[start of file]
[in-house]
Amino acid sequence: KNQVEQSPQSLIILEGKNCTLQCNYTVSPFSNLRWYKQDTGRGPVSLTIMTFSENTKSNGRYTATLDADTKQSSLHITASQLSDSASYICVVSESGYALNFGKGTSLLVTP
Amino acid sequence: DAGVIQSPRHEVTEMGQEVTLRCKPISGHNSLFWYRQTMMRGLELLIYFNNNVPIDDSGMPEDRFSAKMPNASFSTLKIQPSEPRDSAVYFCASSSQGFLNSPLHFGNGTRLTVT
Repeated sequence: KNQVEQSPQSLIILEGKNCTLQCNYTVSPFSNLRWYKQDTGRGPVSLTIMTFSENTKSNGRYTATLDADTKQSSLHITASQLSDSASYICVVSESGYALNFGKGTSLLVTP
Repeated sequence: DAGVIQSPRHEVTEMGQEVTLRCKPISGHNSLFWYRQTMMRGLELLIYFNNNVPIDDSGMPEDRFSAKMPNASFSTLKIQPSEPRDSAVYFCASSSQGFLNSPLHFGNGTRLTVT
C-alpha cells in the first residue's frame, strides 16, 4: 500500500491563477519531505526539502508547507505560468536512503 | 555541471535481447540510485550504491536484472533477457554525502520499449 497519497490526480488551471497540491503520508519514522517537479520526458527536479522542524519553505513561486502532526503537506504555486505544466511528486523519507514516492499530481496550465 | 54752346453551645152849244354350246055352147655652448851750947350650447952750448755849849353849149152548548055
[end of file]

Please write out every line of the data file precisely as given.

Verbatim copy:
[in-house]
Amino acid sequence: KNQVEQSPQSLIILEGKNCTLQCNYTVSPFSNLRWYKQDTGRGPVSLTIMTFSENTKSNGRYTATLDADTKQSSLHITASQLSDSASYICVVSESGYALNFGKGTSLLVTP
Amino acid sequence: DAGVIQSPRHEVTEMGQEVTLRCKPISGHNSLFWYRQTMMRGLELLIYFNNNVPIDDSGMPEDRFSAKMPNASFSTLKIQPSEPRDSAVYFCASSSQGFLNSPLHFGNGTRLTVT
Repeated sequence: KNQVEQSPQSLIILEGKNCTLQCNYTVSPFSNLRWYKQDTGRGPVSLTIMTFSENTKSNGRYTATLDADTKQSSLHITASQLSDSASYICVVSESGYALNFGKGTSLLVTP
Repeated sequence: DAGVIQSPRHEVTEMGQEVTLRCKPISGHNSLFWYRQTMMRGLELLIYFNNNVPIDDSGMPEDRFSAKMPNASFSTLKIQPSEPRDSAVYFCASSSQGFLNSPLHFGNGTRLTVT
C-alpha cells in the first residue's frame, strides 16, 4: 500500500491563477519531505526539502508547507505560468536512503 | 555541471535481447540510485550504491536484472533477457554525502520499449 497519497490526480488551471497540491503520508519514522517537479520526458527536479522542524519553505513561486502532526503537506504555486505544466511528486523519507514516492499530481496550465 | 54752346453551645152849244354350246055352147655652448851750947350650447952750448755849849353849149152548548055